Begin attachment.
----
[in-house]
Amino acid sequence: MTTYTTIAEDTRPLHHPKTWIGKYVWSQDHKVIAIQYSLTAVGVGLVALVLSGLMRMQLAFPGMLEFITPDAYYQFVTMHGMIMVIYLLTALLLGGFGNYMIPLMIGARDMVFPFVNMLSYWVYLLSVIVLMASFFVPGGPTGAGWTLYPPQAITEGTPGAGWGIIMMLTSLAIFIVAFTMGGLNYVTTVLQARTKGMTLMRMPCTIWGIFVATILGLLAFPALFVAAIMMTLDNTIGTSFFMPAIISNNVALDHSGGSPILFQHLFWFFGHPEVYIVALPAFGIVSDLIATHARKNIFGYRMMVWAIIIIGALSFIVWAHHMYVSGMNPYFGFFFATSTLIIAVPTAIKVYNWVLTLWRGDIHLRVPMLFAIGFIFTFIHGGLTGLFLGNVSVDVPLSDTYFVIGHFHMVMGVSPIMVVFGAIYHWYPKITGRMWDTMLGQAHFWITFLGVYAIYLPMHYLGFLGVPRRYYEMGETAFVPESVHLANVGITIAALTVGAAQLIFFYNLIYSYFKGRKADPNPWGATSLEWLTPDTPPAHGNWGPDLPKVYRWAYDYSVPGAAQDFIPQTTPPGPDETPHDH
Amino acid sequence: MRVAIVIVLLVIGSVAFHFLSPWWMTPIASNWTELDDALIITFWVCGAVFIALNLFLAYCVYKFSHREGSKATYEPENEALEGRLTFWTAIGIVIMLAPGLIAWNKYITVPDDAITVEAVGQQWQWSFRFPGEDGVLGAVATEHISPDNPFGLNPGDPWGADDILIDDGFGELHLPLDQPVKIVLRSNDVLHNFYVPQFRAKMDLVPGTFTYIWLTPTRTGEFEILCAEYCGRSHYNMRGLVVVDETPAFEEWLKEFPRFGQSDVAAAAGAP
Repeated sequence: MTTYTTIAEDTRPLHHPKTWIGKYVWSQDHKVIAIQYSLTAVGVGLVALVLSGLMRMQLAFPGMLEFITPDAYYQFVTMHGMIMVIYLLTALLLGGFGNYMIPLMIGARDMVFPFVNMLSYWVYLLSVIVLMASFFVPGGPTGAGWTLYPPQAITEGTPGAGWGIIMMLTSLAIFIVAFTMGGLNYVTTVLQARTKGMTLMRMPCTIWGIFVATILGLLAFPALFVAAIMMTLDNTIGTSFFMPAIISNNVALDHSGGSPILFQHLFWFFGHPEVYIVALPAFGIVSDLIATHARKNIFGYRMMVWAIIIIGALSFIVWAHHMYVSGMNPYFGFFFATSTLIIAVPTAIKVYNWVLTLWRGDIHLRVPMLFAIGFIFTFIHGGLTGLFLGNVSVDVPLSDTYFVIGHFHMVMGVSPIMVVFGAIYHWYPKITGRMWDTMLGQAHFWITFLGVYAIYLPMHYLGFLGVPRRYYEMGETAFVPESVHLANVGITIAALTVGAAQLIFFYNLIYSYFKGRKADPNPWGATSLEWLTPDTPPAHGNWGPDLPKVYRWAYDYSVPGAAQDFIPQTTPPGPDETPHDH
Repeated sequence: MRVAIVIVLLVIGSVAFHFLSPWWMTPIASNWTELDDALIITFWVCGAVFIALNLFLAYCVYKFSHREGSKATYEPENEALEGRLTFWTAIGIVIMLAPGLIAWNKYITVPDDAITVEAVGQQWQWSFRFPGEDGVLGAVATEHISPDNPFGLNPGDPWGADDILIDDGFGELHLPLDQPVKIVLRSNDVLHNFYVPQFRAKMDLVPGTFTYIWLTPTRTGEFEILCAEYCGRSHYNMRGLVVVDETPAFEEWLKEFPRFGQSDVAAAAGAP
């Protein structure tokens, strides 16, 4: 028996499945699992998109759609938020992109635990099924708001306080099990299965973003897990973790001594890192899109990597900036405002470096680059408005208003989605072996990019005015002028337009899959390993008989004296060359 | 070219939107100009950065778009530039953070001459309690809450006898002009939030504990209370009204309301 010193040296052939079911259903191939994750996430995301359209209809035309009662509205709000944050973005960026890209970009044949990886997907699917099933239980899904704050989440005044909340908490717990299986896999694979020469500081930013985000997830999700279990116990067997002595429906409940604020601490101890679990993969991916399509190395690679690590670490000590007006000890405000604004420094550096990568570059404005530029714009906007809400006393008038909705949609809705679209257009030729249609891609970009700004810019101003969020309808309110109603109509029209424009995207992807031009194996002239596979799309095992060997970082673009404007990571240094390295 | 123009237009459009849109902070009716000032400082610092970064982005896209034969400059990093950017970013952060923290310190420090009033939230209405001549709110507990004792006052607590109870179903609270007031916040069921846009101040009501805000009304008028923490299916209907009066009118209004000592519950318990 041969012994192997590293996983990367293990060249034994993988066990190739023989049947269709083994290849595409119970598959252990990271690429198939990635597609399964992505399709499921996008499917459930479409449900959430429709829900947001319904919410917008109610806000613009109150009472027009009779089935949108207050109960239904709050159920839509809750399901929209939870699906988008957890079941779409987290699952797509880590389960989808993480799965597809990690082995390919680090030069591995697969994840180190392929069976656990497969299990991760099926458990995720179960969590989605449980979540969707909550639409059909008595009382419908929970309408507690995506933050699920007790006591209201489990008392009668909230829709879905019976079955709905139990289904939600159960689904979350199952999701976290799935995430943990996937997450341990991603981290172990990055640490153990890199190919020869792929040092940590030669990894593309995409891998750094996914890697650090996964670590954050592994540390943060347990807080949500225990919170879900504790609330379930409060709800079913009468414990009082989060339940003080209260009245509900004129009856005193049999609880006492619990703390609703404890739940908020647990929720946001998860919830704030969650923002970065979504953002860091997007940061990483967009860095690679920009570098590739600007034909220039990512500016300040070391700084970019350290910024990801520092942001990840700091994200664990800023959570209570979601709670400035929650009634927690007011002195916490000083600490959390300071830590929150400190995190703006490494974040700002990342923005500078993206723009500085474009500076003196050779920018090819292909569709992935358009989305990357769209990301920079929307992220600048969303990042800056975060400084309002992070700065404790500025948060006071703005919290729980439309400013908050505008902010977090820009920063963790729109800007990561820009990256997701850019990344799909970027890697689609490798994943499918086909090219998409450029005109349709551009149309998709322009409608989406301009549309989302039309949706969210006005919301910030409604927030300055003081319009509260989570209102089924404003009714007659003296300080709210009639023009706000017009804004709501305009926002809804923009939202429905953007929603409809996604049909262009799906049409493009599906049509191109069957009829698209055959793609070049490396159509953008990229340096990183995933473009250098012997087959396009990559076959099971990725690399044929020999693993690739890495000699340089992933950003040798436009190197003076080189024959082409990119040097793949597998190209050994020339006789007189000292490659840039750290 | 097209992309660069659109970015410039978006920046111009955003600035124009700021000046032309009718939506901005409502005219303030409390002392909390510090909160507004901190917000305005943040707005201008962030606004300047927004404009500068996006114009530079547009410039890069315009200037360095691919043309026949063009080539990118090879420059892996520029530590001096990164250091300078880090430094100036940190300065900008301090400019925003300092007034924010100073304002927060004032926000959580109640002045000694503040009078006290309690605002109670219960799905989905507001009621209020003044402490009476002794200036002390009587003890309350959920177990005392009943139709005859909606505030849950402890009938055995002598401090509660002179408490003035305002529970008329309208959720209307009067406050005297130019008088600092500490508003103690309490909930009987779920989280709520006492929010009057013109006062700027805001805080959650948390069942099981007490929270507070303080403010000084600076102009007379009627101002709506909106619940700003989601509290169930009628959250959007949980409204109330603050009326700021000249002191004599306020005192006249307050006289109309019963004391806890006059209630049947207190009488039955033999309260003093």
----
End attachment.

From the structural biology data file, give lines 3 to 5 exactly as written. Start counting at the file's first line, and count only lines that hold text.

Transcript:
Amino acid sequence: MRVAIVIVLLVIGSVAFHFLSPWWMTPIASNWTELDDALIITFWVCGAVFIALNLFLAYCVYKFSHREGSKATYEPENEALEGRLTFWTAIGIVIMLAPGLIAWNKYITVPDDAITVEAVGQQWQWSFRFPGEDGVLGAVATEHISPDNPFGLNPGDPWGADDILIDDGFGELHLPLDQPVKIVLRSNDVLHNFYVPQFRAKMDLVPGTFTYIWLTPTRTGEFEILCAEYCGRSHYNMRGLVVVDETPAFEEWLKEFPRFGQSDVAAAAGAP
Repeated sequence: MTTYTTIAEDTRPLHHPKTWIGKYVWSQDHKVIAIQYSLTAVGVGLVALVLSGLMRMQLAFPGMLEFITPDAYYQFVTMHGMIMVIYLLTALLLGGFGNYMIPLMIGARDMVFPFVNMLSYWVYLLSVIVLMASFFVPGGPTGAGWTLYPPQAITEGTPGAGWGIIMMLTSLAIFIVAFTMGGLNYVTTVLQARTKGMTLMRMPCTIWGIFVATILGLLAFPALFVAAIMMTLDNTIGTSFFMPAIISNNVALDHSGGSPILFQHLFWFFGHPEVYIVALPAFGIVSDLIATHARKNIFGYRMMVWAIIIIGALSFIVWAHHMYVSGMNPYFGFFFATSTLIIAVPTAIKVYNWVLTLWRGDIHLRVPMLFAIGFIFTFIHGGLTGLFLGNVSVDVPLSDTYFVIGHFHMVMGVSPIMVVFGAIYHWYPKITGRMWDTMLGQAHFWITFLGVYAIYLPMHYLGFLGVPRRYYEMGETAFVPESVHLANVGITIAALTVGAAQLIFFYNLIYSYFKGRKADPNPWGATSLEWLTPDTPPAHGNWGPDLPKVYRWAYDYSVPGAAQDFIPQTTPPGPDETPHDH
Repeated sequence: MRVAIVIVLLVIGSVAFHFLSPWWMTPIASNWTELDDALIITFWVCGAVFIALNLFLAYCVYKFSHREGSKATYEPENEALEGRLTFWTAIGIVIMLAPGLIAWNKYITVPDDAITVEAVGQQWQWSFRFPGEDGVLGAVATEHISPDNPFGLNPGDPWGADDILIDDGFGELHLPLDQPVKIVLRSNDVLHNFYVPQFRAKMDLVPGTFTYIWLTPTRTGEFEILCAEYCGRSHYNMRGLVVVDETPAFEEWLKEFPRFGQSDVAAAAGAP